Enter. I always do.
I’ve seen more coffins than most people unless you include undertakers. For the last 25 years I’ve been involved with cemeteries. Firstly, as a visitor to my nearest large Victorian cemetery, Nunhead, and then as a helper on the publications stall, contributor to the quarterly journal.and finally tour guide. My speciality is symbols.
It’s a lost language in some ways and there are often several interpretations for each one. But more on this in future blogs.
When I visit a cemetery I don’t think ‘Oh scary place full of dead people.’ I usually think that yes, it’s a cemetery and full of dead people but people with their own stories who lived their lives and afterwards someone cared enough about them to erect a memorial, a mausoleum, a vault or just a very simple plain stone in their memory. I often feel a lot of love in cemeteries especially when I read some of the epitaphs.. Even though the huge Victorian monuments are beyond the reach of us today we often still like to individualise our loved ones final resting place with something that was personal to them.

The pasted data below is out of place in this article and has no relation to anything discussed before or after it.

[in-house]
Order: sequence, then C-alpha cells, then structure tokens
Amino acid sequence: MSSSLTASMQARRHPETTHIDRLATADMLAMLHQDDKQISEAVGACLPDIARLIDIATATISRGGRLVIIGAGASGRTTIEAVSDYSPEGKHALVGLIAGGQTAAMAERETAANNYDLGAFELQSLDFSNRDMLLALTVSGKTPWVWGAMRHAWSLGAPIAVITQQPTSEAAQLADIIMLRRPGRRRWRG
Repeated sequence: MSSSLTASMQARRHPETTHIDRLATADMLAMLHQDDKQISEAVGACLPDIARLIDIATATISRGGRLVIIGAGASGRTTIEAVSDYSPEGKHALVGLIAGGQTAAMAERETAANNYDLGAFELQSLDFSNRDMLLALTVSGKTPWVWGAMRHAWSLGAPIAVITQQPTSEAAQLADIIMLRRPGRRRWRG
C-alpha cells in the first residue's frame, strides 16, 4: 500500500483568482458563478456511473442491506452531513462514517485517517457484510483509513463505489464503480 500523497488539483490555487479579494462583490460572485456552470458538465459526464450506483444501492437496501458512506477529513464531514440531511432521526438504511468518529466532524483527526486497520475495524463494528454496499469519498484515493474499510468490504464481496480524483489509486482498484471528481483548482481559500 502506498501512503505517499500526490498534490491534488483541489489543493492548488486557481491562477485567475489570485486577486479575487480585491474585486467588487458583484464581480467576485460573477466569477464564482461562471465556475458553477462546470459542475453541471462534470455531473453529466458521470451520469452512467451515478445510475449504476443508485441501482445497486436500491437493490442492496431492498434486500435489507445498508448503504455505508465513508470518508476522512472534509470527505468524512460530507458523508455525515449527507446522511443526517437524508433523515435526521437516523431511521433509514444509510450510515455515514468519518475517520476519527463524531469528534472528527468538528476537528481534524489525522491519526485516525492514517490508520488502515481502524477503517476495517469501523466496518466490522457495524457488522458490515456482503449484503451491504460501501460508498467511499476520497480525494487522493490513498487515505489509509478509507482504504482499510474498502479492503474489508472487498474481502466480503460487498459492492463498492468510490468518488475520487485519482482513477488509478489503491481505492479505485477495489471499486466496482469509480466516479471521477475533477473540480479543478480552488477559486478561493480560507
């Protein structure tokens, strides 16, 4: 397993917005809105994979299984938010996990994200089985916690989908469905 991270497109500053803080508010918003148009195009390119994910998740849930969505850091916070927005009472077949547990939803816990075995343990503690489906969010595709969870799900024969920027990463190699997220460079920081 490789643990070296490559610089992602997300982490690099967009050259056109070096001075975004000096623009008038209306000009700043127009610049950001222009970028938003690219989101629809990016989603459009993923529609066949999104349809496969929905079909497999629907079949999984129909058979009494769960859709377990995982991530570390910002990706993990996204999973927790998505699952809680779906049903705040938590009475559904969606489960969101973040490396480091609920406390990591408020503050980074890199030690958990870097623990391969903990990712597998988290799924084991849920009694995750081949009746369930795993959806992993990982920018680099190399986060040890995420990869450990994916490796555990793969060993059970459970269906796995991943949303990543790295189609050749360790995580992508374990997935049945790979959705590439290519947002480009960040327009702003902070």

Death is the last great mystery. We may not have any control over when it occurs or how. But We are all going to die and it’s how you live your life that’s important.
In this blog I will share some of my favourite memorials, epitaphs, and photos and also reveal the hidden language of symbols.
The image above is from West Norwood Cemetery catacombs.
Photo and text copyright Carole Tyrrell